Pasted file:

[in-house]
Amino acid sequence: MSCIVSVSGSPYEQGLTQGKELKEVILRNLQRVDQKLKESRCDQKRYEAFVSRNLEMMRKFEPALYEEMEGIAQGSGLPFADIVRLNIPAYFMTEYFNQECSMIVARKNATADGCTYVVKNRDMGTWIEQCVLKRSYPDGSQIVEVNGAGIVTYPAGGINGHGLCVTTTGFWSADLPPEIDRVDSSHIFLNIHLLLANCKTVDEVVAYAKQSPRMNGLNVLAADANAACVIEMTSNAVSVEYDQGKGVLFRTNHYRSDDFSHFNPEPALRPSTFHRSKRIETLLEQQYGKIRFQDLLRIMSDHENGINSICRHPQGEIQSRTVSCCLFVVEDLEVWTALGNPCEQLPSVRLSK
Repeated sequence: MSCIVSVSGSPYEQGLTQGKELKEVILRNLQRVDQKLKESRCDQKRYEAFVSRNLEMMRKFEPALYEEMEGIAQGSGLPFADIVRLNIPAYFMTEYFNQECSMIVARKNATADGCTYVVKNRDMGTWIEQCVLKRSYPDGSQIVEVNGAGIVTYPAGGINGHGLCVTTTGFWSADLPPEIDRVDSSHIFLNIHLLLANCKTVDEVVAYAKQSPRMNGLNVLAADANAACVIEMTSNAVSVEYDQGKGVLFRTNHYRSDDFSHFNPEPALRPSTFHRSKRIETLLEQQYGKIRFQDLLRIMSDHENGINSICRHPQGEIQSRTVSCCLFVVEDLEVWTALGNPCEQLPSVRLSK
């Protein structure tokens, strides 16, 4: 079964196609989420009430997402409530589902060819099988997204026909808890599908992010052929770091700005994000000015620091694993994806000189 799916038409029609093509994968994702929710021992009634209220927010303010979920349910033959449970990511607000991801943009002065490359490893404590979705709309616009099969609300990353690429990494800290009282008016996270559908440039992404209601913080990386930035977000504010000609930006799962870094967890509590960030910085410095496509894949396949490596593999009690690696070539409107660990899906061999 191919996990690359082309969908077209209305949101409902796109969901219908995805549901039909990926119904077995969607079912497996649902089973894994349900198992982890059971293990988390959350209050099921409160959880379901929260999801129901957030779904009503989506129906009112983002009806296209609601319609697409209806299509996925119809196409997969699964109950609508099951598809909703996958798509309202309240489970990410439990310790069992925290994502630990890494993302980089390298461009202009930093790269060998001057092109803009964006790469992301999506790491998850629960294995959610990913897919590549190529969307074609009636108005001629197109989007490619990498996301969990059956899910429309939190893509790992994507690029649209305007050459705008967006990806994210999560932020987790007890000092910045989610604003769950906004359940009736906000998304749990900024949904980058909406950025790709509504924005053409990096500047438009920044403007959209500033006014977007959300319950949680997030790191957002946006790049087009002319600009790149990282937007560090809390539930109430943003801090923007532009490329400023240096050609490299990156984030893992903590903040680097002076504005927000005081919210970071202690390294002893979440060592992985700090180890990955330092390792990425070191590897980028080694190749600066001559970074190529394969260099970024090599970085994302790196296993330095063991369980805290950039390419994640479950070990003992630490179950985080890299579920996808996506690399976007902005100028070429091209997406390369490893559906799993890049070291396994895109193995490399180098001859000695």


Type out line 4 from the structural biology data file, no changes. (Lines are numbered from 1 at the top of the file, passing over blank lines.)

């Protein structure tokens, strides 16, 4: 079964196609989420009430997402409530589902060819099988997204026909808890599908992010052929770091700005994000000015620091694993994806000189 799916038409029609093509994968994702929710021992009634209220927010303010979920349910033959449970990511607000991801943009002065490359490893404590979705709309616009099969609300990353690429990494800290009282008016996270559908440039992404209601913080990386930035977000504010000609930006799962870094967890509590960030910085410095496509894949396949490596593999009690690696070539409107660990899906061999 191919996990690359082309969908077209209305949101409902796109969901219908995805549901039909990926119904077995969607079912497996649902089973894994349900198992982890059971293990988390959350209050099921409160959880379901929260999801129901957030779904009503989506129906009112983002009806296209609601319609697409209806299509996925119809196409997969699964109950609508099951598809909703996958798509309202309240489970990410439990310790069992925290994502630990890494993302980089390298461009202009930093790269060998001057092109803009964006790469992301999506790491998850629960294995959610990913897919590549190529969307074609009636108005001629197109989007490619990498996301969990059956899910429309939190893509790992994507690029649209305007050459705008967006990806994210999560932020987790007890000092910045989610604003769950906004359940009736906000998304749990900024949904980058909406950025790709509504924005053409990096500047438009920044403007959209500033006014977007959300319950949680997030790191957002946006790049087009002319600009790149990282937007560090809390539930109430943003801090923007532009490329400023240096050609490299990156984030893992903590903040680097002076504005927000005081919210970071202690390294002893979440060592992985700090180890990955330092390792990425070191590897980028080694190749600066001559970074190529394969260099970024090599970085994302790196296993330095063991369980805290950039390419994640479950070990003992630490179950985080890299579920996808996506690399976007902005100028070429091209997406390369490893559906799993890049070291396994895109193995490399180098001859000695």